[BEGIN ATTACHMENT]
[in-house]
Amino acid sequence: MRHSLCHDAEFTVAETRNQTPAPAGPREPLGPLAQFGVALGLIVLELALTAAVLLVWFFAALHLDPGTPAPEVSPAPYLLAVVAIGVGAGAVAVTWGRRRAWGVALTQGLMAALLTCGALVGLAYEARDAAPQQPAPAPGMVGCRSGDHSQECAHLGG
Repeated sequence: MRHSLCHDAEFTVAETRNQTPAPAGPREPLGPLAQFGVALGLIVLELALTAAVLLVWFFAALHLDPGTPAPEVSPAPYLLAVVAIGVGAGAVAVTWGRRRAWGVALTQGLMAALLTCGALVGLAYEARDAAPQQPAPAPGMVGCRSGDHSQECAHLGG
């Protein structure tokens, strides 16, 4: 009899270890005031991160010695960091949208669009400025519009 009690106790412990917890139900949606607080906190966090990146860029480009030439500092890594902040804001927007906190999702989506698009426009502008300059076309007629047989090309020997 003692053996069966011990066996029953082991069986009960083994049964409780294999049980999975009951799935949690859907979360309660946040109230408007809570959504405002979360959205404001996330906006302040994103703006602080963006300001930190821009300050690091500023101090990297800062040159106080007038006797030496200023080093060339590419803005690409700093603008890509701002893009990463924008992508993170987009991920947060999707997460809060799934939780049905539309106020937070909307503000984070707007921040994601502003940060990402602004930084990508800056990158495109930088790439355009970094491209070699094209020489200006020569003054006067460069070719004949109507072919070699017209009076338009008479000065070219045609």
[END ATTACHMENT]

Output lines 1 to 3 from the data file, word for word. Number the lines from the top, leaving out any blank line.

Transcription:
[in-house]
Amino acid sequence: MRHSLCHDAEFTVAETRNQTPAPAGPREPLGPLAQFGVALGLIVLELALTAAVLLVWFFAALHLDPGTPAPEVSPAPYLLAVVAIGVGAGAVAVTWGRRRAWGVALTQGLMAALLTCGALVGLAYEARDAAPQQPAPAPGMVGCRSGDHSQECAHLGG
Repeated sequence: MRHSLCHDAEFTVAETRNQTPAPAGPREPLGPLAQFGVALGLIVLELALTAAVLLVWFFAALHLDPGTPAPEVSPAPYLLAVVAIGVGAGAVAVTWGRRRAWGVALTQGLMAALLTCGALVGLAYEARDAAPQQPAPAPGMVGCRSGDHSQECAHLGG